St. Thomas tells us that we call God “Father” for three reasons. First, because He created us in a unique way, distinct from the rest of creation. Second, He governs us while respecting our free will, which He does not do for other creatures. Third, because He has adopted us and, in the words of St. Paul “if sons, heirs also.” As we are called to imitate our Divine Father, we here provide some reflections to those who participate in the Divine Fatherhood on earth. The Angelus is meant in a special way to help families. We will feature soon an issue specifically for mothers also.
Although The Angelus is aimed at traditional Catholics in general, we want to help parents in particular. So much depends on the formation of the next generation; it’s why we all labor so much and sacrifice for the success of our schools, camps, and apostolates. And it’s almost never been harder to raise children! We have thus decided to dedicate two issues to parents: one to fathers, and another (January –February 2014) to mothers.
We begin with the issue meant especially for fathers. We must first consider the paternity of God, in which all fathers, spiritual or physical, participate to some degree. Therein we find not only our model and ideal, but many other considerations which the articles will make clear.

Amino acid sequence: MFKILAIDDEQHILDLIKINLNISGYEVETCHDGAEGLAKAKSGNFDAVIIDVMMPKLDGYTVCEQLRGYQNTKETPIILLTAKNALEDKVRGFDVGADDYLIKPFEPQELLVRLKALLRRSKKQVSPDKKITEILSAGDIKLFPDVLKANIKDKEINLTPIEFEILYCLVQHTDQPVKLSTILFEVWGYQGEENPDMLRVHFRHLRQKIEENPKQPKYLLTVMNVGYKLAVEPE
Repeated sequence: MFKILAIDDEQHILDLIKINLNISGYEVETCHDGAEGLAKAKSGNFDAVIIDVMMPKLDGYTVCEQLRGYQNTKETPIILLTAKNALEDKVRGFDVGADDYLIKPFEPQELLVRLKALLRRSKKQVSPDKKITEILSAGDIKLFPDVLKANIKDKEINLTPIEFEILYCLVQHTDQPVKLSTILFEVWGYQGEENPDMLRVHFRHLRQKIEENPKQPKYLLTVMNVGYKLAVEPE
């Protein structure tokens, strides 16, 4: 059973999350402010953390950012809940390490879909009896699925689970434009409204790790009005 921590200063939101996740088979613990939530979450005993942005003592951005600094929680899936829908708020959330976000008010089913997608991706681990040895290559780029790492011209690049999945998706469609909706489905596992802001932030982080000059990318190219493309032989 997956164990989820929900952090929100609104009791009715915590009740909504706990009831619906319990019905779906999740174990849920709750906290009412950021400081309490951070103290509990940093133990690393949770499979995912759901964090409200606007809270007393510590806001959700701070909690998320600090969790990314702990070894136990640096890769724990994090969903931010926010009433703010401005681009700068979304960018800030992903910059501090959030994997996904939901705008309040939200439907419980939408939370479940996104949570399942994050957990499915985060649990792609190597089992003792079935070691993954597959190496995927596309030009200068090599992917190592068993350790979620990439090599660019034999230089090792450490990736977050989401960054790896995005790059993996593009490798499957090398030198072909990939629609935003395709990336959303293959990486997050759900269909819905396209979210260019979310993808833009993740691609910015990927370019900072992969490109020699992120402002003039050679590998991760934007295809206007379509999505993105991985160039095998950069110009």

As an example, what does authority mean today? Is it something arbitrary, or is it rooted in the responsibility of the superior to lead those under his charge to the good? When so many ecclesiastical and civil authorities misuse their authority, it makes it all the more difficult for parents to make use of and explain the principles to their children. Why listen to dad if the bishops are wrong? We need to be able to answer such questions and draw the necessary distinctions.
There will also be some practical considerations from traditional Catholic men in the world today. Indeed, there are still vocations which God calls, and more often than not, these vocations are called from homes where we might learn something about the practice of virtue, moderation, and balance. I encourage you fathers especially to help one another in your parishes and communities: it is much easier and much more normal to work together than to do it on your own. And, of course, if you find this issue helpful, please share it with others who may find it so!
Sincerely yours in the Sacred Heart,
Fr. Arnaud Rostand
It is no mystery for any Catholic that all authority comes from God. Being the Creator of all things, He is the Master of all creatures and has absolute rights over all of them. In His Divine wisdom, He also wished to share that authority with His creation, delegating His own power to some, but not all, of His creatures...
By Fr. Arnaud Rostand
The following words and thoughts are meant to provide men, especially fathers, the opportunity to “get far enough away” to re-examine some basic principles and ideas concerning their elevated roles and responsibilities.
By Fr. Michael McMahan
– Fatherhood and Authority
– The Sacredness of Fatherhood
– Fidelity to Fatherhood 16
– The Father’s Role in Today’s World
– Doctrine: God Is Knowable
– Acts of the Magisterium: Guiding Principles of the Lay Apostolate
– Book Review: A Twice-Crowned Knight
– Spirituality: Suffering Explained by Saints
– History: A Visit to the Catacombs
– Education: On the Education of Young Men
– Family Life: Looking Back on Your Fatherhood
– Book Review: Religious Freedom: A Debate
– Questions and Answers
– Church and World
– Theological Studies
– Letters to the Editor
– The Last Word